Large silver coins continue to gain bigger share of the market
- Published: Jun 25, 2015, 3 AM
This is the fifth, and final, part of Rita Laws' feature on the growing number of nations that have issued 5-ounce silver coins for collectors and investors.
After the first three nations issued 5-ounce silver coins in 1986 that were well received by the market, world mints quickly mimicked those early adopters, and the trend continued to spread.
Big silver keeps growing
In 1994, Palau issued a colored silver $20 coin that is officially the world’s first mint-colored silver 5-ounce coin.
The coin was issued was just one year after Equatorial Guinea and Uganda issued the world’s first mint-colored legal tender coins of any size.
Interest in big silver pieces continued to grow throughout the 1990s but received its biggest boost in 2010 when the U.S. Mint began minting 5-ounce coins for the America the Beautiful quarter dollar program. One of the unique features of the program celebrating America’s national parks and similar sites is that each of the 76-millimeter bullion coins carries the same design and denomination, 25 cents, as the parallel 25-millimeter coin struck for circulation and in Proof copper-nickel clad and silver versions.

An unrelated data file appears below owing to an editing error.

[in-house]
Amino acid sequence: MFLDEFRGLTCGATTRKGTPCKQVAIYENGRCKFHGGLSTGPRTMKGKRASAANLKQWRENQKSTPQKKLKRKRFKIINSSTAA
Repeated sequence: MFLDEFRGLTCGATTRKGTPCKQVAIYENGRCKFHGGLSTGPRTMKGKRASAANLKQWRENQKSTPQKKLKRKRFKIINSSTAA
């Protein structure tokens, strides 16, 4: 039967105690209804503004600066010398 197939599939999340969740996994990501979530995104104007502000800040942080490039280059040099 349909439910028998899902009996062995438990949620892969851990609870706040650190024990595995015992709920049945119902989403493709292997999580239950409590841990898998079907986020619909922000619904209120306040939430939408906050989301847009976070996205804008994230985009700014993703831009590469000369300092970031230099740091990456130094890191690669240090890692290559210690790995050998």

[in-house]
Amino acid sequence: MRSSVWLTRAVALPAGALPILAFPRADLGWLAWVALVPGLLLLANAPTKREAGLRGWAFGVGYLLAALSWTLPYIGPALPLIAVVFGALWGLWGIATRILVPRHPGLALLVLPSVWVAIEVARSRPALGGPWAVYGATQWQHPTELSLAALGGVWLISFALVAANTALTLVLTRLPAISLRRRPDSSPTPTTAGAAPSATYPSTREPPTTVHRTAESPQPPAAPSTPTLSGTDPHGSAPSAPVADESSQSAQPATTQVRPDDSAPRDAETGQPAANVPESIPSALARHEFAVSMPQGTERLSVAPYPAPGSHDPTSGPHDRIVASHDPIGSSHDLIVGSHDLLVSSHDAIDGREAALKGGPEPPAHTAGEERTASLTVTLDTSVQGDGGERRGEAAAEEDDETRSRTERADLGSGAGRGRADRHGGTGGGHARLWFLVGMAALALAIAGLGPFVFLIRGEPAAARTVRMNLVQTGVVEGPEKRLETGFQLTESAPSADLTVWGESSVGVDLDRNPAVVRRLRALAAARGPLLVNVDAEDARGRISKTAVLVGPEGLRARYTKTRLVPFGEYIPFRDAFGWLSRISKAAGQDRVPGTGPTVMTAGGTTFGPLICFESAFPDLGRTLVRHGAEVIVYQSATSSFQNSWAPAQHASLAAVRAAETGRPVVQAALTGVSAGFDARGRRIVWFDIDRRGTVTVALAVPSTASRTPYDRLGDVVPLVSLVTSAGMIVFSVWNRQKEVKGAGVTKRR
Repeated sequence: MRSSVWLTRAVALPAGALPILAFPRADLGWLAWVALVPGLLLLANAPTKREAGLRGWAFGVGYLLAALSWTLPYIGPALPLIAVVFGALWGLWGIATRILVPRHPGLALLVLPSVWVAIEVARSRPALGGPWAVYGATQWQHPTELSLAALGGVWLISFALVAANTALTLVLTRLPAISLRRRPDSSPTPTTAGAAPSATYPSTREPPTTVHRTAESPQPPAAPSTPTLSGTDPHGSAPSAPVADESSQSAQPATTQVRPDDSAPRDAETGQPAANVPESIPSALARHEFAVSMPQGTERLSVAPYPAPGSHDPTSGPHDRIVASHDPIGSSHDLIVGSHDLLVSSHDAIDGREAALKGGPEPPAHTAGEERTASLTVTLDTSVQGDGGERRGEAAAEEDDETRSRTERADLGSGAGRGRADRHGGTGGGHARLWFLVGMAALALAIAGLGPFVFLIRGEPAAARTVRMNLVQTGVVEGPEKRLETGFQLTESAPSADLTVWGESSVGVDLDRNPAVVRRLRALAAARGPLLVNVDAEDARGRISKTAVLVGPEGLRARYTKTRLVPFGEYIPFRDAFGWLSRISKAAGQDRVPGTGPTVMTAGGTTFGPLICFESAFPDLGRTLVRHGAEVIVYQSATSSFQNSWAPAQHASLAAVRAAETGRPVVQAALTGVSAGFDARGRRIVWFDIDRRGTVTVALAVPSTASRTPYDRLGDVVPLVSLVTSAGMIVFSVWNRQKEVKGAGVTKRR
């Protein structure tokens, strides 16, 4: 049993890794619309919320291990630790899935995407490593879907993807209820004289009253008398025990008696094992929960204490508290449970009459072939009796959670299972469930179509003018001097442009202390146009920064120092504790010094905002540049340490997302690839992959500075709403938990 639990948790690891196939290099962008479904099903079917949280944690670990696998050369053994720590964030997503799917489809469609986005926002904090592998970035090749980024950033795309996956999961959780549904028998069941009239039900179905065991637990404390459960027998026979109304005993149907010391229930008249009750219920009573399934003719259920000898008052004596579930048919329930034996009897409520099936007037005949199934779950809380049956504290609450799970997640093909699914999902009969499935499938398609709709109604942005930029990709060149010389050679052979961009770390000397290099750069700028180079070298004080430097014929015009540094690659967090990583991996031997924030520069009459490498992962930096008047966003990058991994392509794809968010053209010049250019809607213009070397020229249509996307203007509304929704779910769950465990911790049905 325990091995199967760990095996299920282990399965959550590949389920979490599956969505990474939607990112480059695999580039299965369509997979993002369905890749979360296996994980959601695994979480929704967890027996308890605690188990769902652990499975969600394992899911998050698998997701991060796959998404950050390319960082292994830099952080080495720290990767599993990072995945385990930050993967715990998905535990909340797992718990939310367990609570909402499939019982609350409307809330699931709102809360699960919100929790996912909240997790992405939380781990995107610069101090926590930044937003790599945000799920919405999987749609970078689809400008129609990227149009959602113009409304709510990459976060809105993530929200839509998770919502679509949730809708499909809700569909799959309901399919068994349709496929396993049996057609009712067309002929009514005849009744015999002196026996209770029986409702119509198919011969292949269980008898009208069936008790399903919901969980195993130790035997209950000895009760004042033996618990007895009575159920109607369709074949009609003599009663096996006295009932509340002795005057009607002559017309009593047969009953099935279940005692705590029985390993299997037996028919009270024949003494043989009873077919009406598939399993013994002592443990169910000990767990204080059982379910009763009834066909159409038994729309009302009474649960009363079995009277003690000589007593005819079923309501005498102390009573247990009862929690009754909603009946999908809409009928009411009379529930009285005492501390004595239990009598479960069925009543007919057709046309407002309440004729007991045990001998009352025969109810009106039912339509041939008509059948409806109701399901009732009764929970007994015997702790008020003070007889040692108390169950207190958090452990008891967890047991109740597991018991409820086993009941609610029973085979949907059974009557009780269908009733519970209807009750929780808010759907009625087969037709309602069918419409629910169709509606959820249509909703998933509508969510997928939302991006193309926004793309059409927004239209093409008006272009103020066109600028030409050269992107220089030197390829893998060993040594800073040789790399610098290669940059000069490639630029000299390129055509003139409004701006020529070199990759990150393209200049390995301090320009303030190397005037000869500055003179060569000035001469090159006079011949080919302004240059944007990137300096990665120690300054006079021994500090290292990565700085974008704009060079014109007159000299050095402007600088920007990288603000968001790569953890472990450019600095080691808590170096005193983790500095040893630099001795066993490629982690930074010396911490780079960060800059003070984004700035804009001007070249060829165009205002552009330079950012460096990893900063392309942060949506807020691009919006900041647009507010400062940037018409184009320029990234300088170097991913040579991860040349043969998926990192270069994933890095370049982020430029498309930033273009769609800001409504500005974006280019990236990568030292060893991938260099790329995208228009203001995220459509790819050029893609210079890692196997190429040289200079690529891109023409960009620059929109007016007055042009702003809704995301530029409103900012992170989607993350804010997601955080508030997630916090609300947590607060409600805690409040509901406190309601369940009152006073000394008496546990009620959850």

In addition, the U.S. Mint issues an Uncirculated collector version of the 5-ounce coin. The main difference between the bullion coin and collector version is the presence of the P Mint mark on the latter; both versions are struck on the same special press at the Philadelphia Mint, but only the collector coin has a Mint mark.
Today, a number of nations issue an annual 5-ounce silver coin marketed directly at bullion collectors, but sometimes offer collectors a Proof version as well.
Australia’s Perth Mint has an ongoing Lunar Year series of 5-ounce coins in a denomination of $8. These are offered as Uncirculated bullion coins as well as in an Uncirculated mint-colored version and in Proof collector form.
Big silver just keeps getting bigger. Collectors can purchase 10-ounce silver coins and even 1-kilogram (32-ounce) coins. Australia, China, Russia, British Virgin Islands, Gabon, Somalia, Canada, and Mexico are some of the nations that have issued kilogram silver coins, and Australia has offered a 10-kilogram silver $300 coin for several years.
No one knows if the 5-ounce coin will remain the most popular size among big silver bullion coins or if, someday, a larger size will overtake it. But it should be interesting to watch the continuing evolution of these fascinating silver “hockey pucks.”
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